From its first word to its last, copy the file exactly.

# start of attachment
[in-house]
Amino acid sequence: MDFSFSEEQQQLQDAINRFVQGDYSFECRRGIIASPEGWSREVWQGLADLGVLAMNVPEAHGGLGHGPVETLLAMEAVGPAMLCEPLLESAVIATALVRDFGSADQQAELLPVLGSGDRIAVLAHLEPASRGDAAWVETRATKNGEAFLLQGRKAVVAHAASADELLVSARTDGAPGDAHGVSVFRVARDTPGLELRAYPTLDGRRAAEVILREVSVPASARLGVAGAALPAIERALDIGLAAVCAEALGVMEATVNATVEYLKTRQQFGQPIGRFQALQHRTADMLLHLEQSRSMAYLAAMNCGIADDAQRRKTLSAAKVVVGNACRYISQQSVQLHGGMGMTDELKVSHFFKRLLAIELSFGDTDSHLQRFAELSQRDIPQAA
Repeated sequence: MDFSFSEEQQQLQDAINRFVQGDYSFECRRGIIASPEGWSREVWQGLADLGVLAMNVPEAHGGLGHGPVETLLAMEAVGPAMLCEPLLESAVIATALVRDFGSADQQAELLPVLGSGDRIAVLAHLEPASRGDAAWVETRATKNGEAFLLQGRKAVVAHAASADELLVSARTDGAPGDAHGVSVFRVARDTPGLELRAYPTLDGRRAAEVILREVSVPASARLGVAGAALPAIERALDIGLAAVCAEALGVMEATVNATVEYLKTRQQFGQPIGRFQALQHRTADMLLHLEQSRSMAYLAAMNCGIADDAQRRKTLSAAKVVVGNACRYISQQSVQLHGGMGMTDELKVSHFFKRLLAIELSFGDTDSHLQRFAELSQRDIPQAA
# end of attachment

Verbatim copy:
[in-house]
Amino acid sequence: MDFSFSEEQQQLQDAINRFVQGDYSFECRRGIIASPEGWSREVWQGLADLGVLAMNVPEAHGGLGHGPVETLLAMEAVGPAMLCEPLLESAVIATALVRDFGSADQQAELLPVLGSGDRIAVLAHLEPASRGDAAWVETRATKNGEAFLLQGRKAVVAHAASADELLVSARTDGAPGDAHGVSVFRVARDTPGLELRAYPTLDGRRAAEVILREVSVPASARLGVAGAALPAIERALDIGLAAVCAEALGVMEATVNATVEYLKTRQQFGQPIGRFQALQHRTADMLLHLEQSRSMAYLAAMNCGIADDAQRRKTLSAAKVVVGNACRYISQQSVQLHGGMGMTDELKVSHFFKRLLAIELSFGDTDSHLQRFAELSQRDIPQAA
Repeated sequence: MDFSFSEEQQQLQDAINRFVQGDYSFECRRGIIASPEGWSREVWQGLADLGVLAMNVPEAHGGLGHGPVETLLAMEAVGPAMLCEPLLESAVIATALVRDFGSADQQAELLPVLGSGDRIAVLAHLEPASRGDAAWVETRATKNGEAFLLQGRKAVVAHAASADELLVSARTDGAPGDAHGVSVFRVARDTPGLELRAYPTLDGRRAAEVILREVSVPASARLGVAGAALPAIERALDIGLAAVCAEALGVMEATVNATVEYLKTRQQFGQPIGRFQALQHRTADMLLHLEQSRSMAYLAAMNCGIADDAQRRKTLSAAKVVVGNACRYISQQSVQLHGGMGMTDELKVSHFFKRLLAIELSFGDTDSHLQRFAELSQRDIPQAA